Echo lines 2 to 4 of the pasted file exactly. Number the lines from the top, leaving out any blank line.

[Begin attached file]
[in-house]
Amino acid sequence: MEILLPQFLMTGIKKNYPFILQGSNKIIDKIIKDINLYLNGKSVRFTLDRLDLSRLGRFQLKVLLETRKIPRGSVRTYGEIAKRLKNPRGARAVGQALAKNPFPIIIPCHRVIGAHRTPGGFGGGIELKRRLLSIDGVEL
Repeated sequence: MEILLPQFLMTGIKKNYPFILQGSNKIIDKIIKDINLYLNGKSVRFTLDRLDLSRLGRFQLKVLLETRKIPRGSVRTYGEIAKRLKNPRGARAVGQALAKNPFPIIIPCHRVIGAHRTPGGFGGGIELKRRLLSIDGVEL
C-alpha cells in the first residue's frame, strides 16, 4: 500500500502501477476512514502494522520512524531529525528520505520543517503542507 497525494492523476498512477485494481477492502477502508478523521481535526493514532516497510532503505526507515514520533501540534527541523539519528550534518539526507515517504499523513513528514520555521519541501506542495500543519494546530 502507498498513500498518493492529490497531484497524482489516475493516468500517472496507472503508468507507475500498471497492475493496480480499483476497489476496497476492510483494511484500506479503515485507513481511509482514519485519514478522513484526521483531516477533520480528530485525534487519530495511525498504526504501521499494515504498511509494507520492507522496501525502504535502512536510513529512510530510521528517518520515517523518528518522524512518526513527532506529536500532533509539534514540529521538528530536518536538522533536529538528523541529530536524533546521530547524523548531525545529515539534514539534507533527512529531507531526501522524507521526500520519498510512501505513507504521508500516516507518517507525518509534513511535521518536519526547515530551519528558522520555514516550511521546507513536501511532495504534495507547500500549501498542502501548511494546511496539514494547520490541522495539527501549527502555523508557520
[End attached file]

Amino acid sequence: MEILLPQFLMTGIKKNYPFILQGSNKIIDKIIKDINLYLNGKSVRFTLDRLDLSRLGRFQLKVLLETRKIPRGSVRTYGEIAKRLKNPRGARAVGQALAKNPFPIIIPCHRVIGAHRTPGGFGGGIELKRRLLSIDGVEL
Repeated sequence: MEILLPQFLMTGIKKNYPFILQGSNKIIDKIIKDINLYLNGKSVRFTLDRLDLSRLGRFQLKVLLETRKIPRGSVRTYGEIAKRLKNPRGARAVGQALAKNPFPIIIPCHRVIGAHRTPGGFGGGIELKRRLLSIDGVEL
C-alpha cells in the first residue's frame, strides 16, 4: 500500500502501477476512514502494522520512524531529525528520505520543517503542507 497525494492523476498512477485494481477492502477502508478523521481535526493514532516497510532503505526507515514520533501540534527541523539519528550534518539526507515517504499523513513528514520555521519541501506542495500543519494546530 502507498498513500498518493492529490497531484497524482489516475493516468500517472496507472503508468507507475500498471497492475493496480480499483476497489476496497476492510483494511484500506479503515485507513481511509482514519485519514478522513484526521483531516477533520480528530485525534487519530495511525498504526504501521499494515504498511509494507520492507522496501525502504535502512536510513529512510530510521528517518520515517523518528518522524512518526513527532506529536500532533509539534514540529521538528530536518536538522533536529538528523541529530536524533546521530547524523548531525545529515539534514539534507533527512529531507531526501522524507521526500520519498510512501505513507504521508500516516507518517507525518509534513511535521518536519526547515530551519528558522520555514516550511521546507513536501511532495504534495507547500500549501498542502501548511494546511496539514494547520490541522495539527501549527502555523508557520